Many Tibet watchers (not only those in Dharamsala who see the developments in contemporary Tibet as cultural genocide) are concerned with the erosion of traditional Tibetan culture, particularly the Buddhism that was once its core. While political and social criticism may not be entertained in the TAR (Tibet Autonomous Region) as in the rest of China, Pop artists like Gade can freely point to how mammon and Mickey Mouse have replaced traditional Buddhist symbols and values.

Visitors to Lhasa, especially those coming from Nepal, are usually struck by how developed and 'Chinese' the Tibetan capital appears. There is no dearth of entertainment, from discos in the shadow of the Potala, nightclubs, hotels, spas and restaurants, but one would be hard-pressed to go anywhere for a dharma talk. Ironically, while Buddhism is discouraged in Tibet itself, there is increasing interest in dharma in the mainland and in Hong Kong.

As Tibet becomes more consumer-oriented it is not surprising to find this trend reflected in contemporary art like Gade's work, which seems to question the get-rich-is-glorious concept. We asked Gade what he thought of Nepal. "I am very impressed by the preservation of the architectural heritage such as in Patan's Durbar Square," he replied.

Aside from the whimsical pop work of Gade, another artist of note is Awang Zaba, who is more versatile in his style. Although not a Pop artist, he does decorative modernistic canvases of ladies in Tibetan costumes meant for the tourist crowd but his Socialist Realism style in which he was obviously trained, is more noteworthy.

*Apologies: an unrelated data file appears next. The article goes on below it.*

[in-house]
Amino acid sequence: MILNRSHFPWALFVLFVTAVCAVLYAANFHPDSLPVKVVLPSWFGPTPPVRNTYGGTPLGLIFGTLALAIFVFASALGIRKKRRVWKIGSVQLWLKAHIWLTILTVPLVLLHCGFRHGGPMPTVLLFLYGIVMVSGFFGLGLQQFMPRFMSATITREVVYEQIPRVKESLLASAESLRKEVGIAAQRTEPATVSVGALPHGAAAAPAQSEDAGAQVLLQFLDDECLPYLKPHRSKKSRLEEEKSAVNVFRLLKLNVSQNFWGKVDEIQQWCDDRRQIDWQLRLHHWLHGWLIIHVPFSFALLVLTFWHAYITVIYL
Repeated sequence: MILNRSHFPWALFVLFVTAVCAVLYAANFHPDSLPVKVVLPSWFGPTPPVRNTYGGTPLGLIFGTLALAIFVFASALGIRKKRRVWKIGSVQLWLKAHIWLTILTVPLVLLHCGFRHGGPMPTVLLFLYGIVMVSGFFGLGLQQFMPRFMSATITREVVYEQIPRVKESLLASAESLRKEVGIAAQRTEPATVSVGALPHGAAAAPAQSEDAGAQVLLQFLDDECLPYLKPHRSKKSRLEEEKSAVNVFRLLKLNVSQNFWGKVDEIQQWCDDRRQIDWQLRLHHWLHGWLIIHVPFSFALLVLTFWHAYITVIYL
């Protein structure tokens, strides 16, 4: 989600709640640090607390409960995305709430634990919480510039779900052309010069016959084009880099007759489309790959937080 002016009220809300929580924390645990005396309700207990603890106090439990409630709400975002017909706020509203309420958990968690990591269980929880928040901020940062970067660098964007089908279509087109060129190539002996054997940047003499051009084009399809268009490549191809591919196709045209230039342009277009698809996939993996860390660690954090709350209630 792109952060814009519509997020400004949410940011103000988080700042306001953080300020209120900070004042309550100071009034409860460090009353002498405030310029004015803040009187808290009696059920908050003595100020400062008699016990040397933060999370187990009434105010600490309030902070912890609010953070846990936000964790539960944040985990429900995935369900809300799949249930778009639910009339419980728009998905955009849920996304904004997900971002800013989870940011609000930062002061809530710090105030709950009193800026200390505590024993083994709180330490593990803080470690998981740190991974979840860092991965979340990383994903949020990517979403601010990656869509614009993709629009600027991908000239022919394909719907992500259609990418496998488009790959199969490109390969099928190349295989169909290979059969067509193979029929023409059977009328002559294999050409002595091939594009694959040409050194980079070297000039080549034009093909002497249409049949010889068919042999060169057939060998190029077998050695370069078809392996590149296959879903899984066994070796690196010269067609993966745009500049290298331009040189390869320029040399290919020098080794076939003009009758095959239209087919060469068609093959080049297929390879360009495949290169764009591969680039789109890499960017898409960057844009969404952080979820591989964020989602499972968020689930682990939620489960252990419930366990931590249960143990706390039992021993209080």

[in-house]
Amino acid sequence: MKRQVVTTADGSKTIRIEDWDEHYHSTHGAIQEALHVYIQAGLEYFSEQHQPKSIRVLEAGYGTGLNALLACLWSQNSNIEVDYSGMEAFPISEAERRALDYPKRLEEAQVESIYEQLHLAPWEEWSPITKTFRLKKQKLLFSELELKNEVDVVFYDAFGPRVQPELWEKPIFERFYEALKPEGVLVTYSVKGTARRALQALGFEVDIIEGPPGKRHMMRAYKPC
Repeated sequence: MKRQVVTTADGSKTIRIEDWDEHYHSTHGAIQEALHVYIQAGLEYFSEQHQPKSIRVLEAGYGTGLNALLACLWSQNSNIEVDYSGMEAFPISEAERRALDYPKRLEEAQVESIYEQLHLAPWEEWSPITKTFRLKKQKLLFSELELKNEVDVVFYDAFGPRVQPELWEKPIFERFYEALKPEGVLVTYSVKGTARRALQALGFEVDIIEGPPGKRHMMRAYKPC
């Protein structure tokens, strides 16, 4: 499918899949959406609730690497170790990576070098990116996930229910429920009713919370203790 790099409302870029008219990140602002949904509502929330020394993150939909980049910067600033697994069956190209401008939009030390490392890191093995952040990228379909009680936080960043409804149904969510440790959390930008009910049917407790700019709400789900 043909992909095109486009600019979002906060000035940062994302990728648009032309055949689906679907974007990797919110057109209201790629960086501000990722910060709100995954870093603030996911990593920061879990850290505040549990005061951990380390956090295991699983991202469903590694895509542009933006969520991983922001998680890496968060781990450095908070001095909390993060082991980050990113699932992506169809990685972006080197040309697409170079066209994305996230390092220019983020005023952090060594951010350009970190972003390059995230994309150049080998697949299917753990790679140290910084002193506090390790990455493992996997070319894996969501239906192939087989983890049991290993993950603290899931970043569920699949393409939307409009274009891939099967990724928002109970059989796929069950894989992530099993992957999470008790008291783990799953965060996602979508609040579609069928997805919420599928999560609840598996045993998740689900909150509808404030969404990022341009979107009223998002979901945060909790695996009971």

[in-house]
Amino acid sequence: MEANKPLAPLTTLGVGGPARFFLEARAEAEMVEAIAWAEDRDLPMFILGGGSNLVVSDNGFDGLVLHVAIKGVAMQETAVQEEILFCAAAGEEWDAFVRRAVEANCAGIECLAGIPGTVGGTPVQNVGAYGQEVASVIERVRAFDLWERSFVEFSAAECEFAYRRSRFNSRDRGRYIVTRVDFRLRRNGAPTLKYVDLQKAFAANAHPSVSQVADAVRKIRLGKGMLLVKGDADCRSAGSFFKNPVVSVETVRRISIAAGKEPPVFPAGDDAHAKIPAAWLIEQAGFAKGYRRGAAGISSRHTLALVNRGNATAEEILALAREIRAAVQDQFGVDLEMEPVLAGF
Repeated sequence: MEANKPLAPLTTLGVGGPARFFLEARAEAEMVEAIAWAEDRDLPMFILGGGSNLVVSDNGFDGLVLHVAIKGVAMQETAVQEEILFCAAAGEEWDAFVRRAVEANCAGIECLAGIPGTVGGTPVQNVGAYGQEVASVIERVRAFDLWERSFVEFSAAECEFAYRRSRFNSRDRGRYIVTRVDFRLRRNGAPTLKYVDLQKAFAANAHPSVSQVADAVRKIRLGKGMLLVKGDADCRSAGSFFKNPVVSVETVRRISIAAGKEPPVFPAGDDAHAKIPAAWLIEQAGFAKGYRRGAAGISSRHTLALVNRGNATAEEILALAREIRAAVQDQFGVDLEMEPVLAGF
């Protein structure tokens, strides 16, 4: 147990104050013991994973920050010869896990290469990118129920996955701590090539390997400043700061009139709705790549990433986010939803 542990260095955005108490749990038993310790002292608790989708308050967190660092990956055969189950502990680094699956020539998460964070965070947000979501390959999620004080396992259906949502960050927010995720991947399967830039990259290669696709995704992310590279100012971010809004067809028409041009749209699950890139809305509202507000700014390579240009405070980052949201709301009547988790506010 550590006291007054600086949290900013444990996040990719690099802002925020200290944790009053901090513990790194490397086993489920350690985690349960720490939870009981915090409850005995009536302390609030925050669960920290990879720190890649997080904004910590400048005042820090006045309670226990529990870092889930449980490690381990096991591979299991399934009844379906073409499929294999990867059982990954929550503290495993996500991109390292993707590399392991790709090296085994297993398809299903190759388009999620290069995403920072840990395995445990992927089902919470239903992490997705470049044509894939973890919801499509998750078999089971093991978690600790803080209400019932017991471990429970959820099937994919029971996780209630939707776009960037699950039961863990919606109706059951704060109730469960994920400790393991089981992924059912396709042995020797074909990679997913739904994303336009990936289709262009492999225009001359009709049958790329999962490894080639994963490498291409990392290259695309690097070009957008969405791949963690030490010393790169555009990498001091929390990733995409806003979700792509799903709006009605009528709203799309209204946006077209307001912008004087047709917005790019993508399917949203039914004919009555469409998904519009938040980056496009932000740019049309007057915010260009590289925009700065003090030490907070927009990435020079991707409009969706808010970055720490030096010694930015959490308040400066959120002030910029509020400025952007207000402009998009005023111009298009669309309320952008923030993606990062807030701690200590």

It is his canvas of a towering Zhou En-Lai looming over and namaste-ing a Nepali dancer in front of (and blocking) one of the Buddha eyes of a stupa that enigmatically greeted the visitors to the recent Siddhartha show. The artist says he painted it especially for Nepal audiences, although some observers might see it as ominously foreboding. Interestingly, the Siddhartha exhibition was part of the 50th Golden Jubilee of Nepal Chinese Diplomatic Relations and was inaugurated by the Chinese ambassador to Nepal, Sun Heping.

Few people know the contemporary art of Tibet but the Siddhartha exhibition and Jim Aplington's Lotus Gallery in Thamel will help bring it more exposure.

Pic Caption: Chinese Ambassador Sun Heping and others look on as Sangita Thapa, proprietor of Siddhartha Art Gallery points out a painting of Zhou En-Lai namaste-ing a nepali girl by Awang Zaba.



LATEST ISSUE
638
(11 JAN 2013 - 17 JAN 2013)